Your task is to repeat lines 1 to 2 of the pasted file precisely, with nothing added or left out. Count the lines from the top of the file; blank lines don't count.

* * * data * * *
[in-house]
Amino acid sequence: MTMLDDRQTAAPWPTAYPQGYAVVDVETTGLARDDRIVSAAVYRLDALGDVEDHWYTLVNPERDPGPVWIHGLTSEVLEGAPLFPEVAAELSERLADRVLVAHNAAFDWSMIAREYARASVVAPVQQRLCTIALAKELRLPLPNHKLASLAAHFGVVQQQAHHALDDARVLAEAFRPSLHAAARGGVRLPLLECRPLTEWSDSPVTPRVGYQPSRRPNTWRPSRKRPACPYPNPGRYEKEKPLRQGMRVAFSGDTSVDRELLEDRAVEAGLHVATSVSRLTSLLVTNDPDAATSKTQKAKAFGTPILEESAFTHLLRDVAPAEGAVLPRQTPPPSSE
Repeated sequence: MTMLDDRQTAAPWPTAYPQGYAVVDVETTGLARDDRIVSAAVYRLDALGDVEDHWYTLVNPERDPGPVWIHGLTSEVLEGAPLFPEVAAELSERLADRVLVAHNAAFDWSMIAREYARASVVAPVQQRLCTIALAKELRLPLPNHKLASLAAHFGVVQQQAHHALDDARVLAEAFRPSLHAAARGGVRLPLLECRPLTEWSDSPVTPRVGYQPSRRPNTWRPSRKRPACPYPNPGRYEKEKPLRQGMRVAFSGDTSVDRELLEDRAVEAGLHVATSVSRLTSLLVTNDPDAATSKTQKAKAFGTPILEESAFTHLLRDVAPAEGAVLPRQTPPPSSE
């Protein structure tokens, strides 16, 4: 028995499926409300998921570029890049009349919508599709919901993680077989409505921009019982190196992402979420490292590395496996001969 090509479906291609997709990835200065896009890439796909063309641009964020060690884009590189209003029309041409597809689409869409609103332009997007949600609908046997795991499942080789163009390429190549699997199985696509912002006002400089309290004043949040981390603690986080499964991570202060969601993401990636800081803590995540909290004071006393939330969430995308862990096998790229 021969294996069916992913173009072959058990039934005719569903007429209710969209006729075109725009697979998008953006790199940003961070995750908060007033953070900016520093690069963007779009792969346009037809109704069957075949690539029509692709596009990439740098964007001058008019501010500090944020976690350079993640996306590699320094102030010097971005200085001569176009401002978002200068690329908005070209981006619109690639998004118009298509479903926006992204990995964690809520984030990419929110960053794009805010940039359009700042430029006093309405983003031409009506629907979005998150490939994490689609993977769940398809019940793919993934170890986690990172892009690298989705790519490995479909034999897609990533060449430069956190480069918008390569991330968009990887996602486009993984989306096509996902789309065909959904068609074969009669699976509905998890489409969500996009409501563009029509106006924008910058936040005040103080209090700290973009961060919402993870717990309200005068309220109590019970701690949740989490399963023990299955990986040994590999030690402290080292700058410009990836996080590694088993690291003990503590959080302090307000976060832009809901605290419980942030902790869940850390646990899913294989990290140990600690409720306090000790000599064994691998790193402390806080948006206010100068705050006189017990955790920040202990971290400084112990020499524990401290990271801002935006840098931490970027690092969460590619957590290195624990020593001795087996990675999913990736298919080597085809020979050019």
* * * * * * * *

[in-house]
Amino acid sequence: MTMLDDRQTAAPWPTAYPQGYAVVDVETTGLARDDRIVSAAVYRLDALGDVEDHWYTLVNPERDPGPVWIHGLTSEVLEGAPLFPEVAAELSERLADRVLVAHNAAFDWSMIAREYARASVVAPVQQRLCTIALAKELRLPLPNHKLASLAAHFGVVQQQAHHALDDARVLAEAFRPSLHAAARGGVRLPLLECRPLTEWSDSPVTPRVGYQPSRRPNTWRPSRKRPACPYPNPGRYEKEKPLRQGMRVAFSGDTSVDRELLEDRAVEAGLHVATSVSRLTSLLVTNDPDAATSKTQKAKAFGTPILEESAFTHLLRDVAPAEGAVLPRQTPPPSSE